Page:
The Light of Christ Illumines All: Apophatic and Cataphatic Interplay in Dumitru Stăniloae and Maximus the Confessor

Apophatic theology has become a trademark of Eastern Orthodoxy in theological discourse. An internet search on the topic turns up a plethora of blog posts, articles, books, polemics, criticisms, etcetera. Even in catechetical texts apophatic theology can take up sections of a chapter, properly explaining the negative way of theology for the neophyte or inquisitor. It often assumes a monolithic character in Orthodox literature, where there is a negation of cataphatic theology which leads to a mystical experience with God. However, with a keener glance one can see that the coloring of apophaticism is not the same across Orthodox theologians, and at times can differ significantly. In this paper we will outline the apophatic-cataphatic relationship in the theology of Dumitru Stăniloae (1903-93) with reference to St. Maximus the Confessor’s tenth Amibguum to show that there is an interplay between apophatic and cataphatic theology. Finally, it will provide some concluding thoughts on the importance of this interplay for the place of rationality in Orthodox theology.

Full paper here

The Concept of the Gnomic Will in St. Maximus the Confessor

Theological students (and, apparently, especially converts) sometimes tend to act if they are omniscient when it comes to theological matters. Yet, this last semester in my Church History class, as we were going over the monothelite controversy1 it became quite apparent that no one really knew what St. Maximus’ doctrine of the gnomic will was. Some suggested that it was an additional will acquired at the fall (it’s not), others – rather most – remained silent, likely to avoid espousing heresy. Me, being one of those omniscient theological students (and, even worse, a convert!) decided to read multiple books on St. Maximus’ theology and even had my girlfriend buy me On the Cosmic Mystery of Christ for my name-day present. This blog post is a rather modest attempt to explain what the gnomic will in its most basic form. I profess that I am by no means an expert on Maximus, having only read a few monographs and some direct sources, but I do believe it is enough to flesh out the concept for others to understand at a rudimentary level.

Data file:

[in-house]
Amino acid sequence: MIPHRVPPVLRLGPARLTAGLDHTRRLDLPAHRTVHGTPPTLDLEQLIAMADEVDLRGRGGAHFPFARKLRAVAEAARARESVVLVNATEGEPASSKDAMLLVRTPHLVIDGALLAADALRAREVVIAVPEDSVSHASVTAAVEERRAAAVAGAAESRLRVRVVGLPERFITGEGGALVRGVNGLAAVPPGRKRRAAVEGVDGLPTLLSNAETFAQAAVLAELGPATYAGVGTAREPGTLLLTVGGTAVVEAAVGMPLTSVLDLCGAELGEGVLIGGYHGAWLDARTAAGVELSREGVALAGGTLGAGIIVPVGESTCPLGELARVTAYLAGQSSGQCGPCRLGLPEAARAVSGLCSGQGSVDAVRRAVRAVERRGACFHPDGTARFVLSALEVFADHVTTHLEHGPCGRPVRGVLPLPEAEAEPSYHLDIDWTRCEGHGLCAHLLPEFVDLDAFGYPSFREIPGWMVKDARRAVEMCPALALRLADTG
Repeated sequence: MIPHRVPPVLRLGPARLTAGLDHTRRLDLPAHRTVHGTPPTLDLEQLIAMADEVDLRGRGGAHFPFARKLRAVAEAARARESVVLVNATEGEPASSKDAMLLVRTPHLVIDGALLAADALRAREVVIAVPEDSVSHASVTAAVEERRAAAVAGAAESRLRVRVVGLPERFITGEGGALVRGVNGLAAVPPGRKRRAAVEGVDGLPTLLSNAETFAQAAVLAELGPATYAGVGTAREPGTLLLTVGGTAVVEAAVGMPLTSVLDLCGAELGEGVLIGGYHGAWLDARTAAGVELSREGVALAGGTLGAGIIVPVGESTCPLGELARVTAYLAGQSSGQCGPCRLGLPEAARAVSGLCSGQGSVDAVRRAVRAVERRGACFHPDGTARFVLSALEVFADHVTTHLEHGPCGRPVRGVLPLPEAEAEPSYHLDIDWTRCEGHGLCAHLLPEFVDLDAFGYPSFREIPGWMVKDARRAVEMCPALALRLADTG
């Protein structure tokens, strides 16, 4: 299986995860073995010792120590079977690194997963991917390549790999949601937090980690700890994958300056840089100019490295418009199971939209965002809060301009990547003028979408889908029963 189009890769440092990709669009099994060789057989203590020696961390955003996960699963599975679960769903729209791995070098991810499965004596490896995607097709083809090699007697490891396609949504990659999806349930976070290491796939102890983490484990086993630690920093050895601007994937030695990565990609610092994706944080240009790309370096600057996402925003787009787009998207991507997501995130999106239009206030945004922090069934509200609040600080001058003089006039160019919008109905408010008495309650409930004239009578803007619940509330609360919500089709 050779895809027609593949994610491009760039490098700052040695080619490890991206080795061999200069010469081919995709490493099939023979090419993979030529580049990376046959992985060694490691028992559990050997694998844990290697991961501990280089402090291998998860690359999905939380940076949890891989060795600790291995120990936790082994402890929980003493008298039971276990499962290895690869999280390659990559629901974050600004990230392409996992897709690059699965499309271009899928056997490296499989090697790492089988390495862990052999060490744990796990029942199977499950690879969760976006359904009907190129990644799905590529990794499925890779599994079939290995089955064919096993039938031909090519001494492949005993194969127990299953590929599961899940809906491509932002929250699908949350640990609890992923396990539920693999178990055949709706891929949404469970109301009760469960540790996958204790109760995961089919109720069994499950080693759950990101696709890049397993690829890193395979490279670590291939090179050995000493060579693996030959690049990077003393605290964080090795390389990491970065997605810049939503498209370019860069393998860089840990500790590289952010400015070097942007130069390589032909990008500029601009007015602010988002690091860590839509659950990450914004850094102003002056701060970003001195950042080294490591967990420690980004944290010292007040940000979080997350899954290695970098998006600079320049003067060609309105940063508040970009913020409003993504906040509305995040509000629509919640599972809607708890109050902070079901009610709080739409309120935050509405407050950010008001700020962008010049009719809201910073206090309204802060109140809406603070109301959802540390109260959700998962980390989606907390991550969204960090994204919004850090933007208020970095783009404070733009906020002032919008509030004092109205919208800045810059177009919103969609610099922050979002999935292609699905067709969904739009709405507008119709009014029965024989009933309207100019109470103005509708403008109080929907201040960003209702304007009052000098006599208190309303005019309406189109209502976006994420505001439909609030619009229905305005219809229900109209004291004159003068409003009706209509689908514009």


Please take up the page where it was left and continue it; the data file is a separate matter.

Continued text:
In his works, St. Maximus uses a variety of words interchangeably and inconsistently, a style that can make his work quite difficult to weave through (Bathrellos 120).2 However, this cannot be solely attributed to the saint as Maximus discovered, for example, “that the term ‘gnomie’ has many different meanings in the Holy Scriptures and in the Holy Fathers” which called for careful discernment to identify the multiple nuances.3 However, in his Disputation with Pyrrhus, Maximus articulates a distinction between the will as a faculty of nature, and the mode of willing which relates to the hypostasis:

“The will and the mode of willing are not the same, just as the power of sight and the mode of perception are not the same. Will, like sight, is of nature. All things which have identical nature have identical abilities. But the mode of willing, like the mode of perception – in other words, to will to walk or to will not to walk, and the perception of the right hand or of the left, or of up or down, or the contemplation of concupiscence or of the rational principles in beings – is only a mode of the use of a power, of the employment of will and of perception. And the same distinction may be applied to other things as well. These things demonstrate that have, by nature, the will to eat or not to eat, to walk or not to walk. But these negatives are not applicable to the will as such, but only to the particular mode of willing.”4

The distinction is absolutely vital, for if the natural will is located in the hypostasis as the monothelists believed, then either the one will of God implied Sabellianism since there would only be one hypostasis, or that the three persons of the Trinity implied that there were three different wills:

“For if one suggests that a ‘willer’ is implied in the notion of the will, then by the exact inversion of this principle of reasoning, a will is implied in the notion of a ‘willer.’ Thus, will you say that because of the one will of the superessential Godhead there is only one hypostasis, as did Sabellius, or that because there are three hypostases there are also three wills, and because of this, three natures as well, since the canons and definitions of the Fathers say that the distinction of wills implies a distinction of natures? So said Arius!”5